The second day of Wrexham Glyndŵr University’s 2019 graduation ceremonies has seen hundreds more students receiving their degrees.
During the ceremonies, students from Applied Science, Built Environment, Engineering, Education, Land Based Studies and Sports gained their qualifications – with both undergraduate and postgraduate awards being bestowed during the day.
During today’s proceedings, Honorary Fellowships were awarded to Professor Sharon Baurley for services to art and to Professor Charlotte Williams for services to equal opportunities in Wales.
The fellows received their awards before being presented to Wrexham Glyndwr University Vice-Chancellor Professor Maria Hinfelaar and Chancellor Colin Jackson CBE during the third and fourth ceremonies of the week.
This week’s ceremonies are the first which Mr Jackson has taken part in in his role as Chancellor – after being awarded an Honorary Fellowship himself in 2016.
Sharon is Professor of Design & Materials and Chair of the Burberry Material Futures
Research Group at the Royal College of Art. She is also an Academic Partner at Horizon Digital
Economy Research Institute, and a Fellow of the UK Higher Education Academy.
Her previous academic positions include Research Professor, School of Design, Royal College of Art; Head of the Design Products Programme, School of Design, Royal College of Art; Head of Design, School of Engineering & Design, Brunel University London; Reader, Central Saint Martins College of Art & Design, University of the Arts London.
Sharon has a track record of initiating and directing inter-disciplinary RCUK-funded research projects between design and computer science and engineering communities. Her current research in the Burberry Material Futures Research Group is focused on developing an interdisciplinary
socio/human-technical approach to circular design and materials circularity.
“I hope that the hard work you have put in yo get you where you are today will bring you something equivalent to the good fortune I have had following my own start in Higher Education here,” Sharon said.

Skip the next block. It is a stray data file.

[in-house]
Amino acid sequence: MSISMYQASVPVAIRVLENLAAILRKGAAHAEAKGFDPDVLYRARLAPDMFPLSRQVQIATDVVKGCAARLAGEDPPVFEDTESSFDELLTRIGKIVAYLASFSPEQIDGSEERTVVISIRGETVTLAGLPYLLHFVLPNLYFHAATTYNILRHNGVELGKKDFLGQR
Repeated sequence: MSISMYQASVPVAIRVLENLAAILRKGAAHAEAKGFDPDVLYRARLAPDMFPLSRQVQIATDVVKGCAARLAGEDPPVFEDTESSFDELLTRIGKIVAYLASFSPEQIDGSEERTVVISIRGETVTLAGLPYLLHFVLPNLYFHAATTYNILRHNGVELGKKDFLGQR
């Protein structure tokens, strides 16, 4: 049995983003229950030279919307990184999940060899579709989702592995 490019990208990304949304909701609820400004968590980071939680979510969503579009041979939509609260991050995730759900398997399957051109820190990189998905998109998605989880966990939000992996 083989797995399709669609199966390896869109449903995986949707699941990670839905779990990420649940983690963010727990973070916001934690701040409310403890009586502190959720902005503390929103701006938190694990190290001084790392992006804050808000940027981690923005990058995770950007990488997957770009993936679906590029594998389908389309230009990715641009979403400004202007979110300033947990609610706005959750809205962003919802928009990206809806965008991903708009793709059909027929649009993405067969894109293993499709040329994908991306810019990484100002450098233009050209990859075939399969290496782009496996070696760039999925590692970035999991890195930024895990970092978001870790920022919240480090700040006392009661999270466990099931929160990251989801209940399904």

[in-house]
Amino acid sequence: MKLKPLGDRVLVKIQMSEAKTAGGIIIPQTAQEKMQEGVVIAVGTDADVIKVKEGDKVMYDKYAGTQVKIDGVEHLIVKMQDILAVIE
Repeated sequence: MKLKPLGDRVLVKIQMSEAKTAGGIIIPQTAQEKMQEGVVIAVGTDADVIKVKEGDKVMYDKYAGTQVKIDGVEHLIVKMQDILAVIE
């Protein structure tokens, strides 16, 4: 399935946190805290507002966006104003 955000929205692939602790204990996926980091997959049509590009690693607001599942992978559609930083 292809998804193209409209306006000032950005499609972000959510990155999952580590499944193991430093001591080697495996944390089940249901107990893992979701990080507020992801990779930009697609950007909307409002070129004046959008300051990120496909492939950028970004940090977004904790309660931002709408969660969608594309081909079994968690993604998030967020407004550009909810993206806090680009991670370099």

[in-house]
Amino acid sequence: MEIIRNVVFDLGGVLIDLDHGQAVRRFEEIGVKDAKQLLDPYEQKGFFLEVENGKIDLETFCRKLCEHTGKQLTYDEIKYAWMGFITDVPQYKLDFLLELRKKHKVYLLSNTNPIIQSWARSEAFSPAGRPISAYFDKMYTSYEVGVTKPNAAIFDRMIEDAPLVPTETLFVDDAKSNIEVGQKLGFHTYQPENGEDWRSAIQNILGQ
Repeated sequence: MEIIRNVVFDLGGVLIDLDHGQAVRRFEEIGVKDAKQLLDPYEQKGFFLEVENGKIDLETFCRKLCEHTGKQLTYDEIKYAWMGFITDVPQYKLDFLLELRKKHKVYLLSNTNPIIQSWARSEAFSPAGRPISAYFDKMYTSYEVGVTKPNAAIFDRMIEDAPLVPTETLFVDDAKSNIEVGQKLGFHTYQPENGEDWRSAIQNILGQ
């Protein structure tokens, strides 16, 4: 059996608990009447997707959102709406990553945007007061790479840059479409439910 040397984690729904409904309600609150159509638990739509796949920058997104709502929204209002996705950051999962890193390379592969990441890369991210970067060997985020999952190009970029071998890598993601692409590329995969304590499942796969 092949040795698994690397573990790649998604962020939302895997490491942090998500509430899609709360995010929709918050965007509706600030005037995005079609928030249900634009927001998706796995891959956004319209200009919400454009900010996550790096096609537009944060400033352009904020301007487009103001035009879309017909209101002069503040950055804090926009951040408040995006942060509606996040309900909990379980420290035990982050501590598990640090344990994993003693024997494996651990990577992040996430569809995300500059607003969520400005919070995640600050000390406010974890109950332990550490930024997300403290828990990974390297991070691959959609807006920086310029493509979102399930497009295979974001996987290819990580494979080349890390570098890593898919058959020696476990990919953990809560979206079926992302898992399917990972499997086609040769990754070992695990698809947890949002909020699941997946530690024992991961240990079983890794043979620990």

“The Art and Design programme I studied on here remains to this day one of the best educational experiences of my life. It is very nice to see Glyndwr has grown so much and I will watch with interest its journey going forward.”
Charlotte Williams is Professor of Social Work and Associate Dean of the School of Global, Urban and Social Studies at RMIT University, Melbourne, Australia. Prior to taking up her post in Australia she worked as an academic for 15 years at Bangor University and subsequently for 7 years at Keele University, Staffordshire.
She has held numerous public appointments in Wales where she has her family home.
Charlotte has written extensively within her academic discipline on issues of migration, race and ethnicity in social welfare practice. Recent works include editing: Social Work in a Diverse Society (2016), A Tolerant Nation? Revisiting Ethnic Diversity in a Devolved Wales (2015, 2nd edition), Social Policy for Social Welfare Practice in a Devolved Wales (2011, 2nd edition).
Her contributions to post-colonial studies include her memoir, Sugar and Slate (2002), exploring her Welsh-Guyanese heritage and diasporic identity which was awarded Welsh Book of the Year in 200; co-editing of Denis Williams: A Life in Works, New and Collected Essays (2010) and regular contributions to the Welsh Internationalist Journal Planet, and to Wasafiri.
Charlotte was awarded an OBE in the Queen’s New Year’s Honours List (2007) for services to ethnic minorities and equal opportunities in Wales. She holds Honorary appointments at Bangor University, University of South Wales and Malardarlen University in Sweden.
She said: “I’m delighted to receive this award from Wrexham Glyndwr University. My heart and my home is in North Wales and what I would say to you all is: know you value, find your voice – it’s never been more important to hear from you as it is now; your voice will help to shape the future – and above all, it’s your values which will carry you forward.”
Wrexham Glyndwr University Vice-Chancellor, Maria Hinfelaar, told the hall: “Gaining a University degree is one of the highest personal achievements: a test of stamina, commitment, intellectual rigour and ability, and you should be extremely proud.
“As you’ve progressed through your time here, you may have learnt valuable lessons how to cope with a bit of a headwind, and become a stronger person for it. That will stand you in good stead for the future, as you focus on the next phase of your life.
“I’ve worked in education for my entire career in various countries. Cultures and landscapes are of course different across various countries, and so are systems of education but one thing binds them together – a strong motivation to do well which is shared by the students, the academic and professional staff.
“I have always found it incredibly rewarding to see my graduates do well. That is why I think education is among the best sectors to work in.”
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